Appeals from the District Court of the United States for the Southern District of New York.
Before L. HAND, SWAN, and AUGUSTUS N. HAND, Circuit Judges.
These appeals are from judgments of conviction of the accused for a conspiracy to restrain trade in violation of the Sherman Anti-Trust Act, 15 U.S.C.A. §§ 1-7, 15 note. The only question we shall consider is whether the evidence supports the verdict, the facts which the jury might have found to be proved being as follows.About ninety per cent of the manufacturers of fur garments in the United States do their business in the City of New York, buying the raw skins from dealers who have imported them from foreign countries and other states. The first process of manufacture is dressing and dyeing which the manufacturer ordinarily does not do himself he contracts for this service with dressers and dyers who have their own factories and employ their own workmen and most of whom are in New Jersey. Thus skins must cross the state line twice before they return to the manufacturers to be cut and sewn. At the time of the conspiracy, the year 1932, the Needle Trades Workers' Industrial Union, a large nation-wide union, had established itself in the fur business in New York, though its hold there was as yet small. Most of the business had already been unionized by the International Fur Workers, another large union; the rest was not unionized at all. The Needle Workers started a campaign to bring the whole industry within their union, including not only employees of the manufacturers but of the dressers and dyers as well. Among the dressers and dyers were three large firms in Newark, New Jersey: A. Hollander and Son, Joseph Hollander, Inc., and Philip A. Singer & Brother. All of these operated non-union plants, and the officers of the Needle Workers - the accused at bar - directed their main attack against them, striving to compel them to employ only the union's own members.The means they used to accomplish this were in general to picket the factories and persuade employees to join the union, to warn the New York manufacturers not to send their skins to them to be dressed and dyed and to direct their own members in the New York manufacturers' plants to refuse to work up any skins dressed and dyed by the offending three firms.There was abundant evidence from which a jury could find that this three-fold attack was carried out with utter lawlessness and violence; and there can be no question that if the strikers did in fact restrain trade within the meaning of the Sherman Act, the restraints used were "unreasonable" to the last degree.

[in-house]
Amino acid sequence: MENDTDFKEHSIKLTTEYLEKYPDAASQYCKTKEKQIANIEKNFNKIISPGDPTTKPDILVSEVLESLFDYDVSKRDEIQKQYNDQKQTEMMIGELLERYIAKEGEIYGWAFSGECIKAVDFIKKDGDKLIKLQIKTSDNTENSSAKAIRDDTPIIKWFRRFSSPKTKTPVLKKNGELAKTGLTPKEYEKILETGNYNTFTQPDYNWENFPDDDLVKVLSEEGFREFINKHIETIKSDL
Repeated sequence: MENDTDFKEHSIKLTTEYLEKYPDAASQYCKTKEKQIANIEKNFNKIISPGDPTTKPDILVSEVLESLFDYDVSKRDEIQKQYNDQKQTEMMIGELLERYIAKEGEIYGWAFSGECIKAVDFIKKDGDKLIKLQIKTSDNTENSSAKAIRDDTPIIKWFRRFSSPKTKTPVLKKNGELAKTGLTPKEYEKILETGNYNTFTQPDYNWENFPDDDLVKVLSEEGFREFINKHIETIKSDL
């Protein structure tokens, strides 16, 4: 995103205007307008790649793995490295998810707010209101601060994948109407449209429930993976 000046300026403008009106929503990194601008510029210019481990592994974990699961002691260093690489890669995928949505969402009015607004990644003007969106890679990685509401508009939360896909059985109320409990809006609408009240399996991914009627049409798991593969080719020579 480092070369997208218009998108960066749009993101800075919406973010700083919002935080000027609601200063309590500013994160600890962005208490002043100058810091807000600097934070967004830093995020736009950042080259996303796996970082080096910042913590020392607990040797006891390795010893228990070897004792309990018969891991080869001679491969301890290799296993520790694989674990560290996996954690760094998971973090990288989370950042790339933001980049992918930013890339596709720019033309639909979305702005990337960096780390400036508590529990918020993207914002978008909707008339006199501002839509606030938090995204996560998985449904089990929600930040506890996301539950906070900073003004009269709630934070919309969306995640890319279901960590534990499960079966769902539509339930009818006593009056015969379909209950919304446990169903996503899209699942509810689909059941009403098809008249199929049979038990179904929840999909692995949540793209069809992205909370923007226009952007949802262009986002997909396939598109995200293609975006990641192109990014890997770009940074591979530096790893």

The case was tried before the decision of the Supreme Court in Apex Hosiery Co. v. Leader, 310 U.S. 469, 60 S. Ct. 982, 84 L. Ed. 1311, 128 A.L.R. 1044, before which it had been quite commonly supposed that the Sherman Act covered, not only concerted action intended to control prices or supply, or resulting in such control, but generally all action which so far affected interstate commerce as to be within the constitutional power of Congress at all; that is, that Congress in the Sherman Act had meant to exercise its power as broadly as possible. This view the court repudiated in the Apex case. Its reasoning was that the act had been passed only to implement the common law as to restraints of trade; and that, although it imposed its own liabilities, civil and criminal, besides providing remedies for their breach, nevertheless it took the common law as its model, creating federal rights and duties fashioned after existing precedents. So much the court had often said before, and the new contribution was that, turning to those precedents, it now held that the only restraints forbidden were those which limited competition in "business and commercial transactions," and which "tended to restrict production, raise prices or otherwise control the market to the detriment of purchasers or consumers of goods and services," 310 U.S. at page 493, 60 S. Ct. at page 992, 84 L. Ed. 1311, 128 A.L.R. 1044. These were no chance words; they were the burden of the reasoning by which the court affirmed a reversal by the Circuit Court of Appeals. For example, the contracts must be "for the restriction or suppression of competition in the market, agreements to fix prices, divide marketing territories, apportion customers, restrict production and the like practices, which tend to raise prices or otherwise take from buyers or consumers the advantages which accrue to them from free competition in the market" 310 U.S. at page 497, 60 S. Ct. at page 994, 84 L. Ed. 1311, 128 A.L.R. 1044. Again, "restraints upon competition have been condemned only when their purpose or effect was to raise or fix the market price." 310 U.S. at page 500, 60 S. Ct. at page 996, 84 L. Ed. 1311, 128 A.L.R. 1044. See, also, 310 U.S. at pages 501, 507, 512, 60 S. Ct. 996, 999, 1002, 84 L. Ed. 1311, 128 A.L.R. 1044. Mere restraints upon transportation of goods across state lines were therefore not enough; they must be in execution of a plan to restrict market competition, or that must be their necessary result. Furthermore, the argument was necessary to the decision because not only had the "sitdown" strikers entirely stopped the manufacture of goods, 80 per cent of which would have gone into interstate commerce; but their leader expressly refused to allow any finished goods - of which there was a large amount on hand - to leave the factory. It was a complete answer to these wrongs - which the court condemned without stint - that the plaintiff had not shown that the strike had had any substantial commercial effect upon either the prices at which the goods were sold or the supply upon the market, and that they had not prejudiced consumers in any other way.